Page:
• Sign #5: My life will never get better.

If you believe the lies of the Land of Never, you will be chained to your past and you’ll never live in the present.  Words like “never” and “always” are usually void of the truth, and they’re lies that limit you.

The only “never” that really matters is found in Deuteronomy 31:6: “Be strong and of good courage, do not fear nor be afraid of them; for the Lord your God, He is the One who goes with you. He will never leave you nor forsake you.”

If you’re living in the Land of Never, isn’t it time to pack your bag, move out, and start abiding in Christ? Jesus said, “If you continue (abide) in My word, you really are My disciples.  You will know the truth, and the truth will set you free (John 8:31-32).”

As you begin the move, I encourage you to focus on a promise found in the Psalms:

The Lord also will be a refuge for the oppressed, a refuge in times of trouble. And those who know Your name will put their trust in You; for You, Lord, have not forsaken those who seek You.

Psalm 9:9-10

Pressing On

Pressing-OnLeeAdianez Rodriguez is a 12-year-old girl from New York, and her actions in a recent race are the epitome of “pressing on and going the extra mile.”  LeeAdianez was registered for a 5K race, but ended up running a half marathon.  About halfway through the course, she realized she was running with the wrong group. Instead of quitting, she decided to run the 10 extra miles and finish the race.

When I read this story, I wondered why this was the first time LeeAdianez had competed at this level:

  • Had her parents denied her permission?
  • Was it because her coach told her she was unprepared?
  • Did she doubt her ability?

A person can limit himself by doubting his ability and sometimes we limit God because of a lack of faith.  A little mind-shift in your cognitive approach to life is a step in the right direction, and it will help if you will:

 Recognize that doubting is normal:

  • There were times in the life of Abraham when this man of incredible faith doubted.  In each of these instances, he was focused more on his personal strength and ability than he was on the powerful promises of God.
  • When in doubt, zoom out.  Make God your point of focus:  “Be strong and courageous, do not be afraid or tremble in dread before them, for it is the Lord your God who goes with you. He will not fail you or abandon you (Deuteronomy 31:6).”

Recognize the value of good friends and good principles:

  • Instead of doubting your faith, try doubting your doubts.
  • Assess your recent resources for news and information. Have you surrounded yourself with doubters and skeptics or people of faith?  “In the same way that iron sharpens iron, a person sharpens the character of his friend (Proverbs 27:17).”
  • Are you propping yourself up with false reasoning or trusting God?  “Trust in the LORD with all your heart and lean not on your own understanding; in all your ways submit to him, and he will make your paths straight. Do not be wise in your own eyes; fear the LORD and shun evil ( Proverbs 3:5-7).”

Recognize that absolute certainty is an unreasonable expectation:

  • You will never have full and complete knowledge about everything. The quest to know more is the fuel that energizes honest research.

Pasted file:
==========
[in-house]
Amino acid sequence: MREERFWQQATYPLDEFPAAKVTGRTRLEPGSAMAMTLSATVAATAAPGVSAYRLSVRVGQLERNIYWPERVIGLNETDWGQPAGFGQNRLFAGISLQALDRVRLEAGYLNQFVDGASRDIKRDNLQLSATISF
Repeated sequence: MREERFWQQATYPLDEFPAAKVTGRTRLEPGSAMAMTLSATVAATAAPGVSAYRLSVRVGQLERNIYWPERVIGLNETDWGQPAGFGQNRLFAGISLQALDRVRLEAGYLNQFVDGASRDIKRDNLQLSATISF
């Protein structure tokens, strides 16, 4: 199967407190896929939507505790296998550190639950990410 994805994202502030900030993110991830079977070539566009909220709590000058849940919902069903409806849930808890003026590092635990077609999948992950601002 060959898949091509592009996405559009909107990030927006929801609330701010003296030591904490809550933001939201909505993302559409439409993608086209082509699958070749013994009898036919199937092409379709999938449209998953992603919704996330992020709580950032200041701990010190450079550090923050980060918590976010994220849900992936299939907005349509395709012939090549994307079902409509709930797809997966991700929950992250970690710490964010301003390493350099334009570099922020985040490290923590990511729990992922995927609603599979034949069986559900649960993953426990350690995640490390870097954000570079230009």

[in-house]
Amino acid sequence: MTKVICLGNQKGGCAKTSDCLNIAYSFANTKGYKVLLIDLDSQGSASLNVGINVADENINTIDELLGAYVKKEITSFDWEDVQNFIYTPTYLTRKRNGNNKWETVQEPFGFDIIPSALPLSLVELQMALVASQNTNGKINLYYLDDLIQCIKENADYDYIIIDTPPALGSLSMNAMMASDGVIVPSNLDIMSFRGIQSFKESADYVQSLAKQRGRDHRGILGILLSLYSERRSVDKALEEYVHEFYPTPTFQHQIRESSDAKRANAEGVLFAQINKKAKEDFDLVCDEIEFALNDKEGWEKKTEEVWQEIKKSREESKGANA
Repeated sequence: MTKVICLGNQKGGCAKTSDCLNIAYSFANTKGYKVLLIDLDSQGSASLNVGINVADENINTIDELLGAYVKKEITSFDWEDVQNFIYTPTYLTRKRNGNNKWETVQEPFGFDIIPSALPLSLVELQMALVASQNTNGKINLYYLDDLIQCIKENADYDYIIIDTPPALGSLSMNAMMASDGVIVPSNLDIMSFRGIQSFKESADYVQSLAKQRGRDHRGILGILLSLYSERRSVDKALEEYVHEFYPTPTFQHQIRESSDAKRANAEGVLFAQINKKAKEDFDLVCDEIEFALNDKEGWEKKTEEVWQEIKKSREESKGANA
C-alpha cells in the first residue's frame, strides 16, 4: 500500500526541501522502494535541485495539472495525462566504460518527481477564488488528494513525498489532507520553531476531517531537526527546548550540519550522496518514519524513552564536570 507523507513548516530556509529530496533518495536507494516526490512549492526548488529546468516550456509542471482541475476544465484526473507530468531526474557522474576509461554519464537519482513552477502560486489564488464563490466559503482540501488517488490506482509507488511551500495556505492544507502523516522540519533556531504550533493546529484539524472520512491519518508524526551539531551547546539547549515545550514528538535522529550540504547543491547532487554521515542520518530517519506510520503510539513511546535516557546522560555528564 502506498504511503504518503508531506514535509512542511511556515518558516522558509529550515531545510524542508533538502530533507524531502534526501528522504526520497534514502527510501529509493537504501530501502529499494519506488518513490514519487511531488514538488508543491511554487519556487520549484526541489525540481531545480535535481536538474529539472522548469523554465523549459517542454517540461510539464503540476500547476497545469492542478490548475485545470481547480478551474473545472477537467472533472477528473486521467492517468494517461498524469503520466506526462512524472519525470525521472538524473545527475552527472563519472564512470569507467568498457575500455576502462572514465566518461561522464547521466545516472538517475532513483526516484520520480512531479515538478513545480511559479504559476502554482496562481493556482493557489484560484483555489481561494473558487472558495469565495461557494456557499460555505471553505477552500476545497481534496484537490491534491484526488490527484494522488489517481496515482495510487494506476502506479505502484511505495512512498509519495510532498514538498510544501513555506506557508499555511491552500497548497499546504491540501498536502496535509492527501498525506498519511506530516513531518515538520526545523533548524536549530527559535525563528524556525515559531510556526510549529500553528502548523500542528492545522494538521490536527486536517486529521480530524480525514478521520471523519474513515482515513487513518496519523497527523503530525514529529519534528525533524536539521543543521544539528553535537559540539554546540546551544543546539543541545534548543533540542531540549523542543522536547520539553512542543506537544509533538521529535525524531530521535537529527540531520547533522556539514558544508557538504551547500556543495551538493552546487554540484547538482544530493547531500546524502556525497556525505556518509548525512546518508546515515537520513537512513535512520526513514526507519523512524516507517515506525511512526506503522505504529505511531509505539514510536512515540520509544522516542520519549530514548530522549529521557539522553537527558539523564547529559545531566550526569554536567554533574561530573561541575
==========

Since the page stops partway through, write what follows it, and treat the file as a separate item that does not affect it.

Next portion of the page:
• Just because you cannot know everything there is to know about God, doesn’t mean that you should limit yourself in seeking to know more about Him.

Recognize that not understanding is different than not believing.

  • While you may limit yourself because you don’t believe in your potential, don’t limit God by trying to constrain Him with a finite mind of rigid boundaries.
  • When the Israelites left Egypt, they thought the trip to the Promised Land was going to be an easy sprint; but, their doubt turned it into a 40 year marathon.

Doubt is to perseverance what krypton is to Superman.  Like LeeAdianez Rodriguez, you can press on when you recognize the correct message and listen to right voice—the voice of faith.

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The Ups and Downs of Life

rcWhen I was a freshman in college, one instructor required his students to memorize a motto of his.  I did, and I have never forgotten it:  It’s not what I can remember, but what I can never forget that constitutes knowledge; therefore, drill, drill, drill, and review, review, review.

Over the years I have been able to memorize many Bible verses, because I drilled and reviewed them until they were tucked away in my mind.  One of these is Philippians 4:13: I can do all things through Christ who strengthens me.

When I meditate on a particular verse of Scripture, I focus on the individual words within the verse so I can understand the specific meaning of each one of them.  The word “through” caught my attention this morning, so I reflected on some verses that use this word:

  • God led Moses and the Israelites through the Red Sea on dry ground (Exodus 14:22).
  • The Israelites were led through the wilderness (Deuteronomy 29:5).
  • In Psalm 23, the Good Shepherd leads His flock through the valley of the shadow of death.

There are times when life seems like a roller coaster and you are tormented by a series of bone rattling, and hope shaking ups and downs.  These are the times that you need to kick the “I can’t” thoughts in the seat of the pants, and focus on the “I can” of Philippians 4:13.

 

The you should review its truth and drill its meaning:

  • Through Christ, I find the strength to face the obstacles of life.
  • Through Christ, God lavishes me with his strength to overcome (Ephesians 1:7-8).
  • Through Christ, you are blessed with God’s unwavering love and mercy (Psalm 103).

When you live your life through the strength of Christ, you will be thoroughly blessed: